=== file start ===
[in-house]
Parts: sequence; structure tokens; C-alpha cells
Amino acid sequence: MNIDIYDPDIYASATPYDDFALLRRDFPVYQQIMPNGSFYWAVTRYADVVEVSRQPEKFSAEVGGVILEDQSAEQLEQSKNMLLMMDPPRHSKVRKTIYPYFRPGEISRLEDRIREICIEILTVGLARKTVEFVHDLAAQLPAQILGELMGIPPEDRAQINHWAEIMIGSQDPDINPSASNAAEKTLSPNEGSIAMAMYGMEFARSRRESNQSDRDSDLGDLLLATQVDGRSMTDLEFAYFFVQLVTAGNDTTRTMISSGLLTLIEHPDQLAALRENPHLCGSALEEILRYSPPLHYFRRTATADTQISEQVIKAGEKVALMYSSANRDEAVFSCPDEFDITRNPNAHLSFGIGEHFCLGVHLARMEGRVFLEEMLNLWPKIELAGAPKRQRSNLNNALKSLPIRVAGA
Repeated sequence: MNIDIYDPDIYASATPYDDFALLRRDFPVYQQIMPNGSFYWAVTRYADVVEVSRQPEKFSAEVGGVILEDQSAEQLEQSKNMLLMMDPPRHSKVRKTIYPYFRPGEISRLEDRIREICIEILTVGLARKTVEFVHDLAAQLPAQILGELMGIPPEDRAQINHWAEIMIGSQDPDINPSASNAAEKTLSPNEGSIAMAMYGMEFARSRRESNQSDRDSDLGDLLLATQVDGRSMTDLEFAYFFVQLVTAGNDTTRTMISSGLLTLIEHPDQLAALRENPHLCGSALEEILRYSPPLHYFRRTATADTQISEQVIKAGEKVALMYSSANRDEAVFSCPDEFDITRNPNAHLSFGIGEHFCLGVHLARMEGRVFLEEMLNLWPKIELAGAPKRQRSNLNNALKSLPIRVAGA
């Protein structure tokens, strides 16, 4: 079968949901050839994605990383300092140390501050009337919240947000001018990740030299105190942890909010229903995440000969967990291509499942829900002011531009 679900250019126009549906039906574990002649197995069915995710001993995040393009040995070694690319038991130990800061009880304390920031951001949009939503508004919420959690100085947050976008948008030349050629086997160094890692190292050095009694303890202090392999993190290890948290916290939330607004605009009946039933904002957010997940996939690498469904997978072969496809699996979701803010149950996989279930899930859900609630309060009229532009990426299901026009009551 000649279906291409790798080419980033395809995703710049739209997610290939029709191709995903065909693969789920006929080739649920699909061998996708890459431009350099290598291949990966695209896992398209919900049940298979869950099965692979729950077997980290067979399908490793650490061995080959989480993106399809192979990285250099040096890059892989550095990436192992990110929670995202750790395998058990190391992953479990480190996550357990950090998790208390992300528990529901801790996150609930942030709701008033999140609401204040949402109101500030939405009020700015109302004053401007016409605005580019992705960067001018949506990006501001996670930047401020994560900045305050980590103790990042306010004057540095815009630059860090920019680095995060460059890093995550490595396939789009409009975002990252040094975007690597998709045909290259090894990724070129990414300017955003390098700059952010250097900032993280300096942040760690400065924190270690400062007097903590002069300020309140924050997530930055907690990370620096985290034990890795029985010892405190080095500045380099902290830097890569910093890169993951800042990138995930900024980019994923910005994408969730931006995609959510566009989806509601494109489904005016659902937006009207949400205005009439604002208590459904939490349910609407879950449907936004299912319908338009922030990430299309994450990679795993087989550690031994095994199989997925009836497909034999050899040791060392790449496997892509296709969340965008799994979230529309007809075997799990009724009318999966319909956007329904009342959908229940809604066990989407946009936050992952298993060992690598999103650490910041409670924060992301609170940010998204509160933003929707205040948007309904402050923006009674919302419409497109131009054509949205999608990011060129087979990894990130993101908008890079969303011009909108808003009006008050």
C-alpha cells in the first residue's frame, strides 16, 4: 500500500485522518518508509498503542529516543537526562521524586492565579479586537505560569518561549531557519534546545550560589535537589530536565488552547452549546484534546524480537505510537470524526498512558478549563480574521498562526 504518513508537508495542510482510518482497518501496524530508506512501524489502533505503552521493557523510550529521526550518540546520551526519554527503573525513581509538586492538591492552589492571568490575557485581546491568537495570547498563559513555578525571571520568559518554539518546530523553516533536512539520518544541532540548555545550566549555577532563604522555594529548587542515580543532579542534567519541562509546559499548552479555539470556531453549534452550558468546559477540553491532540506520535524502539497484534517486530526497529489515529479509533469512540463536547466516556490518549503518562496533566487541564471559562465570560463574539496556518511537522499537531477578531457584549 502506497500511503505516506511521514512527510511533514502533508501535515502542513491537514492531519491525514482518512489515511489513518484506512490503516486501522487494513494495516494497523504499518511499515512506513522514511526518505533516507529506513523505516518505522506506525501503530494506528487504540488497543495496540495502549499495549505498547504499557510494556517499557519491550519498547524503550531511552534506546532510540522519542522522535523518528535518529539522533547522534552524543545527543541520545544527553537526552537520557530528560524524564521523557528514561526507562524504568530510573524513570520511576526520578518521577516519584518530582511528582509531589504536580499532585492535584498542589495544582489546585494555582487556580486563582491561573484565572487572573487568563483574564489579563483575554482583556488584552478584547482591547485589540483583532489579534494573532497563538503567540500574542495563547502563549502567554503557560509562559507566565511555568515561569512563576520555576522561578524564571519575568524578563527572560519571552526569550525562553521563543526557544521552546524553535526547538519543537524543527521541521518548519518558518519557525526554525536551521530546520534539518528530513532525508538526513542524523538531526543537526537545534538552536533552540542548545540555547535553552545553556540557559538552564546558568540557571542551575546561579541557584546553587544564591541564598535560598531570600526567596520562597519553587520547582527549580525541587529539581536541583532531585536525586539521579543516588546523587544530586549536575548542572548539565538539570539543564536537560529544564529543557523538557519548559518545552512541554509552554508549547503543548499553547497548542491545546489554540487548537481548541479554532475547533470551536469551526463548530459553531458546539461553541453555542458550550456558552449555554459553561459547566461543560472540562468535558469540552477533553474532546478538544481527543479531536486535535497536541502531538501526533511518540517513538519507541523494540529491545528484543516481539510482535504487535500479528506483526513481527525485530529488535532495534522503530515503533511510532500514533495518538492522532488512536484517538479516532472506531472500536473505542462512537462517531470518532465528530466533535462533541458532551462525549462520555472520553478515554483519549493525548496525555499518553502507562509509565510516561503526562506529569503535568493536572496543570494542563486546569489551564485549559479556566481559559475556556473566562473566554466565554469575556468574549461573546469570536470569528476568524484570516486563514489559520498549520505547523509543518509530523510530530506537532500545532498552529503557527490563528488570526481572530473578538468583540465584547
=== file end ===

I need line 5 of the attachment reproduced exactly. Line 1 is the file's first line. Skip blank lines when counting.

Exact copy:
């Protein structure tokens, strides 16, 4: 079968949901050839994605990383300092140390501050009337919240947000001018990740030299105190942890909010229903995440000969967990291509499942829900002011531009 679900250019126009549906039906574990002649197995069915995710001993995040393009040995070694690319038991130990800061009880304390920031951001949009939503508004919420959690100085947050976008948008030349050629086997160094890692190292050095009694303890202090392999993190290890948290916290939330607004605009009946039933904002957010997940996939690498469904997978072969496809699996979701803010149950996989279930899930859900609630309060009229532009990426299901026009009551 000649279906291409790798080419980033395809995703710049739209997610290939029709191709995903065909693969789920006929080739649920699909061998996708890459431009350099290598291949990966695209896992398209919900049940298979869950099965692979729950077997980290067979399908490793650490061995080959989480993106399809192979990285250099040096890059892989550095990436192992990110929670995202750790395998058990190391992953479990480190996550357990950090998790208390992300528990529901801790996150609930942030709701008033999140609401204040949402109101500030939405009020700015109302004053401007016409605005580019992705960067001018949506990006501001996670930047401020994560900045305050980590103790990042306010004057540095815009630059860090920019680095995060460059890093995550490595396939789009409009975002990252040094975007690597998709045909290259090894990724070129990414300017955003390098700059952010250097900032993280300096942040760690400065924190270690400062007097903590002069300020309140924050997530930055907690990370620096985290034990890795029985010892405190080095500045380099902290830097890569910093890169993951800042990138995930900024980019994923910005994408969730931006995609959510566009989806509601494109489904005016659902937006009207949400205005009439604002208590459904939490349910609407879950449907936004299912319908338009922030990430299309994450990679795993087989550690031994095994199989997925009836497909034999050899040791060392790449496997892509296709969340965008799994979230529309007809075997799990009724009318999966319909956007329904009342959908229940809604066990989407946009936050992952298993060992690598999103650490910041409670924060992301609170940010998204509160933003929707205040948007309904402050923006009674919302419409497109131009054509949205999608990011060129087979990894990130993101908008890079969303011009909108808003009006008050």